Miles, W. Porcher.—Born in Charleston, South Carolina, in July, 1822; prepared for college at the “Wellington School,” and graduated at the Charleston College ; studied law; was for several years Assistant Professor of Mathematics in Charleston College ; he was Mayor of Charleston in 1856 and 1857, and inaugurated the present police system of that city, and also the present system of tidal drains for the same; and he was elected a Representative, from South Carolina, to the Thirty-fifth Congress, and re-elected to the Thirty-sixth. Mr. Miles has been a frequent contributor to the “Southern Quarterly Review,” and has delivered a number of literary and patriotic addresses. It ought to be mentioned, that when the yellow fever was raging in Norfolk in 1855, Mr. Miles visited that city as a humanitarian, and for that conduct was rewarded with the office of Mayor of Charleston. His Committees have been those of Commerce, and Foreign Affairs. Re-elected to the Thirty-seventh Congress. Was elected a member of the South Carolina Seceding Convention in 1860, and resigned his seat in Congress. Served as a Colonel in the Rebellion, and as a member of the Confederate Congress.

Milledge, John.—He was born in Savannah, Georgia, and descended from one of the early settlers of the colony. He frequently served in the Legislature, and in 1780 he was appointed Attorney-General of the State, and Governor in 1802. He was a Representative in Congress, from 1792 to 1802, excepting one term, and a Senator of the United States, from 1806 to 1809, serving for a session as President pro tem. of the Senate. He was the principal founder of the University of Georgia, and presented the land which forms its site. He died at his country-seat, at the Sand Hills, February 9, 1818. His memory was honored by an Act of the Legislature, calling the capital of the State Milledgeville.

Millen, John.-He was born in 1804; educated a lawyer; served in the Legislature of Georgia; and died near Savannah, October 15, 1843, about ten days after his election to a seat in the National House of Representatives.

Miller, Daniel F.—Born in Alleghany County, Maryland, October 4, 1814; studied law in Pittsburg, and admitted to the bar in 1838; emigrated to Iowa in 1839; and during the following year was elected to the Legislature of that Territory. In 1848 he was the Whig candidate for Congress, but his seat having been contested, a new election took place in 1850, when he was elected for the term ending in 1851. In 1856, he was a Presidential Elector, since which time he has resided in Fort Madison.

Miller, Daniel H.-He was a na: tive of Philadelphia, Pennsylvania, and was a Representative in Congress, from that State, from 1823 to 1831. Died many years ago.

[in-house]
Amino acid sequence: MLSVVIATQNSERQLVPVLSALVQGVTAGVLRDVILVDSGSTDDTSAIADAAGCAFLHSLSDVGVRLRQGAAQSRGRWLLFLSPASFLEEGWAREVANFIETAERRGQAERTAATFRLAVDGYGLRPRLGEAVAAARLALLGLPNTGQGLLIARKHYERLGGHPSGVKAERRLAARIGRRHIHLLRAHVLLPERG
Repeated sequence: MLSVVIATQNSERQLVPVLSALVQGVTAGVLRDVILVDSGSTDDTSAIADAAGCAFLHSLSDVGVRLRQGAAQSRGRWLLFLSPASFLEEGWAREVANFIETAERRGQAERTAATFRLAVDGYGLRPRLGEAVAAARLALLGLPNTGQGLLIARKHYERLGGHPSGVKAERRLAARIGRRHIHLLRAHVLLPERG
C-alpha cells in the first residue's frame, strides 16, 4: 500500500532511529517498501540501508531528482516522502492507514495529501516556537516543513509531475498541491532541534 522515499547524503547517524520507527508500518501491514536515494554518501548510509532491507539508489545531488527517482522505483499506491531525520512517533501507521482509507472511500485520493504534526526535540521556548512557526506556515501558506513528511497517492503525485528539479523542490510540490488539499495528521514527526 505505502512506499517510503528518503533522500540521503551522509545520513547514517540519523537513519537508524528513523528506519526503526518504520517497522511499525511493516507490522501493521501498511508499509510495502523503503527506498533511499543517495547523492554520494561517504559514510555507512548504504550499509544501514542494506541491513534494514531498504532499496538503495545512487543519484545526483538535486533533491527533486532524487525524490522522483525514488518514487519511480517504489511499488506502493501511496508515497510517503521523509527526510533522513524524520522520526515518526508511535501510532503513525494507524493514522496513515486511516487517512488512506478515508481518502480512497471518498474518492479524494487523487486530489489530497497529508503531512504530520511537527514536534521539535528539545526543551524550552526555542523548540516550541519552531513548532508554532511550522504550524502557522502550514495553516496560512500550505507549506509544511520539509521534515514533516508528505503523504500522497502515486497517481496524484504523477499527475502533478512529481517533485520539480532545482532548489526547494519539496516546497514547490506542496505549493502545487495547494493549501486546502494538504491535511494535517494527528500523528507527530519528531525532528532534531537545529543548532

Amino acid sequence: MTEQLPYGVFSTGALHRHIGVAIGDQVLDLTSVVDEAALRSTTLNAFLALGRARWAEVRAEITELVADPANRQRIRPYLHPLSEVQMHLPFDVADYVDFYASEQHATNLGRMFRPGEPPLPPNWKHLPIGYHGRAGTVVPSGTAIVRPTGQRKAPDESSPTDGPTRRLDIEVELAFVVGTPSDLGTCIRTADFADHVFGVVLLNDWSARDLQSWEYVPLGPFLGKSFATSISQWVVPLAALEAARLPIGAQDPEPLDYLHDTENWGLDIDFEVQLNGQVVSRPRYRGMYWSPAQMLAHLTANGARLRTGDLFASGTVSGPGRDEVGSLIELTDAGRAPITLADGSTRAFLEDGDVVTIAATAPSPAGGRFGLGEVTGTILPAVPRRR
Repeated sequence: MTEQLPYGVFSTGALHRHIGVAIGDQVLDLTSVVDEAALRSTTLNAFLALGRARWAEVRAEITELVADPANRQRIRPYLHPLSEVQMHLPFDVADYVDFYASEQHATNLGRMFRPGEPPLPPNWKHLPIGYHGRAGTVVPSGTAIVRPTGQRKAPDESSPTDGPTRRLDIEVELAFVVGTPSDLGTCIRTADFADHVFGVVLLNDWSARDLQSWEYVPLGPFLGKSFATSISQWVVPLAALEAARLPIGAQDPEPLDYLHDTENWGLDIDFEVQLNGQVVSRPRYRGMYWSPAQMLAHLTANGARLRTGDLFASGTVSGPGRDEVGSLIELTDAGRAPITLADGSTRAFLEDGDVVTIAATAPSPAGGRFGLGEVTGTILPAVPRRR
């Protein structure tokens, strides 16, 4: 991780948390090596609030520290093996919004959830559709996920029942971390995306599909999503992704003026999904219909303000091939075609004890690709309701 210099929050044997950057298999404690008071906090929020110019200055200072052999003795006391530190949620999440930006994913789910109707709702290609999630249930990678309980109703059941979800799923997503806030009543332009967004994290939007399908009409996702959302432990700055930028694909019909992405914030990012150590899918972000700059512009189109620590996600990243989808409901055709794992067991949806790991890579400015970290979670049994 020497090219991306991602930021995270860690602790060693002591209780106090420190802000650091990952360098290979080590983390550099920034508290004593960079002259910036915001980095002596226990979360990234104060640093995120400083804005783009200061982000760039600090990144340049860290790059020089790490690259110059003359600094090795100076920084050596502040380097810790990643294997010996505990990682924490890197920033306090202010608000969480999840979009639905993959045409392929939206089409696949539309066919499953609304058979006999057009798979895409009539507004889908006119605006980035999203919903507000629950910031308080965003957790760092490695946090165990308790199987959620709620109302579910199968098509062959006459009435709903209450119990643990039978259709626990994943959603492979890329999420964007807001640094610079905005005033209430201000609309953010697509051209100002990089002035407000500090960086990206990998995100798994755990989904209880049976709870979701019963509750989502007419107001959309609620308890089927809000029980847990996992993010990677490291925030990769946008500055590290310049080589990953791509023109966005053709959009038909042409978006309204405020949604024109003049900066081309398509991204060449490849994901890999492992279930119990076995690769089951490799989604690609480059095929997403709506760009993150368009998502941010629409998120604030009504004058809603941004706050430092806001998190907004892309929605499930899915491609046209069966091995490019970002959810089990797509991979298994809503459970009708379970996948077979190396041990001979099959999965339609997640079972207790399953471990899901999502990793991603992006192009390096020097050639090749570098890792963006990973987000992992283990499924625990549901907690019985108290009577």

Miller, Jacob W.—Born in Morris County, New Jersey; bred a lawyer; and was a Senator in Congress, from

New Jersey, from 1841 to 1847; and having been re-elected, served until 1853. Died at Morristown, New Jersey, September 30, 1862.

Miller, Jesse.—He was a Representative in Congress, from Pennsylvania, from 1836 to 1837, and died at Harrisburg, August 20, 1850. By President Jackson, he was appointed First Auditor of the Treasury.

Miller. John.—He was born in Dutchess Čounty, New York, and was a Representative in Congress, from New York, from 1825 to 1827, having previously, as well as subsequently, served both in the Assembly and Senate of New York for a number of years.

Miller, John. He was distinguished for his courage as an officer, in the last war with England; soon after the struggle, he was appointed Register of the Land-office in Missouri; subsequently elected Governor of the State ; and he was a Representative in Congress, from 1837 to 1843. Died near I'lorissant, Missouri, March 18, 1846.

Miller. John G.-Born in Kentucky, and in 1835 emigrated to Missouri. In 1840 was elected to the State Legislature, and from 1853 to the time of his death he was a Representative in Congress, from Missouri. Died in Saline County, Missouri, May 11, 1856, aged forty-four.

Miller, John K.—He was born in Ohio, and was a Representative in Congress, from that State, from 1847 to 1851.

Miller, Joseph.-He was born in Ohio, was elected a Representative, from that State, to the Thirty-fifth Congress, and was a member of the Committees on Unfinished Business, and Expenditures in the Navy Department.

Miller, Killiam.—Born in Claverack, Columbia County, New York, July 30, 1785; received a good common school education, with instruction in the JLatin and Greek languages. He studied law, and was admitted to practice in 1806; from that time continued to pursue his profession, removing from Livingston to Hudson City in 1833. In 1824 and in 1827 he was a member of